Xconomy, an extremely informative and smart web publication, today released a special Report on the Future of Education They compiled the content of the report by canvassing their Xconomists—whom they refer to as some of the world’s leading innovators, entrepreneurs, and investors—for their thoughts on what students should study to be prepared for the future. The specific question they posed was this: What should students be studying now to prepare for 10 years from now?
Twenty-two of Xconomy’s advisors, these so-called Xconomists, gave a variety of interesting responses. Fortunate to be among the esteemed list of people whose opinions were included, my answer was this: Study the Boomers! The article below was the substance of my specific response, which can also be found on the Xconomy website by clicking HERE.
Study the Boomers!
The Who once sang, “I hope I die before I get old.” Despite their best efforts to exit the planet early, most of them didn’t. They and their fellow Baby Boomers represent the greatest technology and business opportunity of the 21st Century.
It is typical for each of us to be drawn to areas for which we feel the most affinity. For that reason, most students looking forward see themselves surrounded by people of a similar age while they conjure up products and services attractive to their peers. I teach an MBA class at the Haas School at U.C. Berkeley and so many of the students have great ideas on how to innovate in areas deeply relevant to their day-to-day worlds. The problem is: that is not where the action is. If you are a student today preparing to be the Steve Jobs or Oprah of the next generation, you should be thinking a lot more about what your parents and grandparents need than what would interest your friends.
There are approximately 76 million baby boomers (people born during the years 1945 and 1964). The first of the boomers turns 65 years old in 2011 at a rate of approximately 10,000 people per day, and that trend will continue for the next 20 years. According to the Census Bureau, an estimated 72 million people, or 19.3 percent of the population, will be 65 and older by 2030, compared with 40 million, or 13 percent last year. By 2030, people aged 18 to 24 will represent 9.1 percent of the population, down from 9.9 percent in 2010, according to the Census Bureau. The share of people aged 25 to 44 will drop to 25.5 percent from 26.8 percent. Young people: it is time to start thinking old-you are outnumbered. The best thing you could possibly study is how to conceive of technologies, products, and services that would appeal to the aging demographic—that is where the spending and trending power will reside. “No other force is likely to shape the future of national economic health, public finances and policy making,” analysts at Standard & Poor’s wrote in a recent report, “as the irreversible rate at which the world’s population is aging.”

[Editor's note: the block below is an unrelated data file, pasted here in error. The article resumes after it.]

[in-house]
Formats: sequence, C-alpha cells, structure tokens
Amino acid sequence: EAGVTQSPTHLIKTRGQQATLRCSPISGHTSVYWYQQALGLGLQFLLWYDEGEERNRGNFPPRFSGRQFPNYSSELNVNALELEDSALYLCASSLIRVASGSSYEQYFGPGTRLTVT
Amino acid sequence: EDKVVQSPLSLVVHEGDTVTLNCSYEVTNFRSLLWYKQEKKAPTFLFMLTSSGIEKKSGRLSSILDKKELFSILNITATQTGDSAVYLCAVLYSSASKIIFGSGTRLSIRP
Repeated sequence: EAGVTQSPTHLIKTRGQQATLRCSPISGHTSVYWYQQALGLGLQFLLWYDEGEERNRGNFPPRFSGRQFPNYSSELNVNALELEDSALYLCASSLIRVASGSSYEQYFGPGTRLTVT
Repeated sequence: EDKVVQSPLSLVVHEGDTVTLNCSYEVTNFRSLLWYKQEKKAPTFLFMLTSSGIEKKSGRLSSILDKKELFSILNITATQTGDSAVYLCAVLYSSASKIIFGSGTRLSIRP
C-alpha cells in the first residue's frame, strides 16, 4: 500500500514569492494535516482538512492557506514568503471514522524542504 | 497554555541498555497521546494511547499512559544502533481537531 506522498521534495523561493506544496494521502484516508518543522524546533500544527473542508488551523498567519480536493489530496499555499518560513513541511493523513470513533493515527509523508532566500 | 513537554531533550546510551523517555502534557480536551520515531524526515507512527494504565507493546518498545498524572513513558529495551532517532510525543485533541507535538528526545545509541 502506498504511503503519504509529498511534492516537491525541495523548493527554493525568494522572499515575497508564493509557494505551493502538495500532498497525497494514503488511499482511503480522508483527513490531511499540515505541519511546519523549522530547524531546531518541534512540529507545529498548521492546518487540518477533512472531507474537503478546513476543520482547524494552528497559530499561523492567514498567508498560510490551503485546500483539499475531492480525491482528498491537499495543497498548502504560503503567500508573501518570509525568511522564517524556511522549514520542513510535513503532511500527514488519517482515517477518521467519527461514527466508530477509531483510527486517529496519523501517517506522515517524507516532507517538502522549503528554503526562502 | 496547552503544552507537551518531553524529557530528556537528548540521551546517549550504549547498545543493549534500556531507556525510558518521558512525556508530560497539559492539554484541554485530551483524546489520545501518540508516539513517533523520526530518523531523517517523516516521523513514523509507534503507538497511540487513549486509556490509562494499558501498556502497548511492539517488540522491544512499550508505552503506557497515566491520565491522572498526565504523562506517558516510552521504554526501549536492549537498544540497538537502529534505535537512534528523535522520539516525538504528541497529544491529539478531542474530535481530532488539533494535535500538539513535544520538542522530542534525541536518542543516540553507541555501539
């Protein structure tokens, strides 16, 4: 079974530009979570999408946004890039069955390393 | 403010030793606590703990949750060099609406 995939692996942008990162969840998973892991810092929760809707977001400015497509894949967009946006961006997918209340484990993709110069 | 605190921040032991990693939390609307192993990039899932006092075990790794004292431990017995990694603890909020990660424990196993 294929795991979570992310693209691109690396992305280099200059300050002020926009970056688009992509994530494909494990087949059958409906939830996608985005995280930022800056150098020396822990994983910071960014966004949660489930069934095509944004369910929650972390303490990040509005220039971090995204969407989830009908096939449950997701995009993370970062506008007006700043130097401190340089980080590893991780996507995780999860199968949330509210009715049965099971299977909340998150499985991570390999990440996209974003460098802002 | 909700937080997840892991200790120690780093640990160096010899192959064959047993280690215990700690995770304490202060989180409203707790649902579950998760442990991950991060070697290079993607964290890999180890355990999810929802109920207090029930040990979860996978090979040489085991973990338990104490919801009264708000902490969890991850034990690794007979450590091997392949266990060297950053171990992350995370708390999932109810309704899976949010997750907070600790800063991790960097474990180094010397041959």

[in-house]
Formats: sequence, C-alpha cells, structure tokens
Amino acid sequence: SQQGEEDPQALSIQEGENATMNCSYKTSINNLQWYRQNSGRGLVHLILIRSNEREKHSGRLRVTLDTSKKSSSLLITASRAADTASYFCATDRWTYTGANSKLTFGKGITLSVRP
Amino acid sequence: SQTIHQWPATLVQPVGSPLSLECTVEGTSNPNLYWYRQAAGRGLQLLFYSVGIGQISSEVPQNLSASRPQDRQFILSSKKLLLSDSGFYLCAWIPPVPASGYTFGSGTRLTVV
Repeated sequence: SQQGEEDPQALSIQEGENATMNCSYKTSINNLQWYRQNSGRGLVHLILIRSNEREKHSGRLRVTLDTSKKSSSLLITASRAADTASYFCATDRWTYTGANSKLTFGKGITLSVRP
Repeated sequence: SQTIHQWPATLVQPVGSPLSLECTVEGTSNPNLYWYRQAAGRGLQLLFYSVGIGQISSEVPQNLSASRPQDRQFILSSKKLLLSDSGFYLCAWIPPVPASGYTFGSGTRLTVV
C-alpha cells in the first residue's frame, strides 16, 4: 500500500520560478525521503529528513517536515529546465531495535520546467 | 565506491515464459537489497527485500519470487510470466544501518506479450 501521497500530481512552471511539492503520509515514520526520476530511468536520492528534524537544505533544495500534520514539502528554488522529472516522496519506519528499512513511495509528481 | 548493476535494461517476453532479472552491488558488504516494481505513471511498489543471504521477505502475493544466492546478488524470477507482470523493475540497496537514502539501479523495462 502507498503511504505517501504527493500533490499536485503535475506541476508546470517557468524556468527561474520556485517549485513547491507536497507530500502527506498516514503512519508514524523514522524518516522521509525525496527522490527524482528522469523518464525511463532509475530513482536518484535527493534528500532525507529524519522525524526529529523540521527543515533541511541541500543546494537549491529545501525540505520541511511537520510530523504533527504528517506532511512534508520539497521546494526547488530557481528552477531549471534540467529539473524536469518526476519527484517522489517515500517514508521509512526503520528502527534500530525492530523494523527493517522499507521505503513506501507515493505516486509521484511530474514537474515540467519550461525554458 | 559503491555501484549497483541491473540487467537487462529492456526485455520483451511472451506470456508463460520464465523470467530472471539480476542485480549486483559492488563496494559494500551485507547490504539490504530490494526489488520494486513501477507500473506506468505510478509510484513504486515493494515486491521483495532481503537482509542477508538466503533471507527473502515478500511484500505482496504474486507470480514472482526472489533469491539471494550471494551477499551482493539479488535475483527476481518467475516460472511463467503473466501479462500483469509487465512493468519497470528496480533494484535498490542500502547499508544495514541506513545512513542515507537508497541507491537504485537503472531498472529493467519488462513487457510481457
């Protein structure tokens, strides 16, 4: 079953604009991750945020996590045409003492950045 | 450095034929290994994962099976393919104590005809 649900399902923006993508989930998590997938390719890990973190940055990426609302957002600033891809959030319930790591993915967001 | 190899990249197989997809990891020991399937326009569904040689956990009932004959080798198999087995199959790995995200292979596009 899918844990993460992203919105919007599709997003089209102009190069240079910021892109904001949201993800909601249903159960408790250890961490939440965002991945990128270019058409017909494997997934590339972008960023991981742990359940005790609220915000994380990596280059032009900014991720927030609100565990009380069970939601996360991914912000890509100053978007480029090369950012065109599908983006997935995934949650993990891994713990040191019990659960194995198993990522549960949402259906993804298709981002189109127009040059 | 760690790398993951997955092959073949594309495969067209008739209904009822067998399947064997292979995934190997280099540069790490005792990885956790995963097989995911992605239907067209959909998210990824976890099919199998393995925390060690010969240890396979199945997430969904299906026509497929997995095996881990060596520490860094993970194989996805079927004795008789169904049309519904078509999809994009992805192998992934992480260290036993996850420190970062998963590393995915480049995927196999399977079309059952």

According to various reports, Boomers already control over 80 percent of personal financial assets and more than 50 percent of U.S. discretionary spending power. A MetLife study shows Boomers stand to inherit over $11.6 trillion in their lifetime in addition to the incomes they make, and the vast majority of Boomers expect to work through their retirement. Boomers already comprise over half of all consumer spending and yes, while they account for over 75 percent of all purchases of prescription drugs and a whole lot of chronic illness (itself a stunningly large business opportunity), they also account for about 80 percent of all travel purchases.
For those of you who think of the Boomers as old and out of touch, note that retirees age 65 and older are the fastest-growing group of social networking site users, according to the Pew Research Center, which adds that over half of baby boomers use social networking sites. If you think that the latest and greatest technology doesn’t apply to the older crowd, you are wrong. New technology is essential to finding ways for Boomers to maintain their vibrancy and independence, as well as ways for us to reduce the skyrocketing costs in our current healthcare system, something that all economists agree is essential to maintaining our national economic viability.
Accordingly, students today would be best served by studying the fields that swirl around and intersect with the fields of gerontology and geriatrics. This means everything from the study of aging in medicine to the study of architecture, engineering and finance as it applies to the Boomer opportunity.
The future of caring for older Americans lays in technology, with vast green field opportunities available in the design of technologies and services that enable extending health and psychiatric well-being. Just one area, Alzheimers’, today costs the U.S. $172 billion annually; by 2020 this cost will be $2 trillion and by 2050, $20 trillion according to recent reports, and that is just one disease that needs innovation, both in treatment and in patient management.
Beyond healthcare, there is a screaming demand for technologies that ensure mobility, enable physical and financial autonomy, provide for social connectivity, and deliver education and work-place skills to those who are looking to their second or third career. People of a certain age don’t want and often can’t use the same products and services that appeal to the young, but also don’t want to buy things that make them feel old. Striking that balance is the innovation opportunity of the next several decades.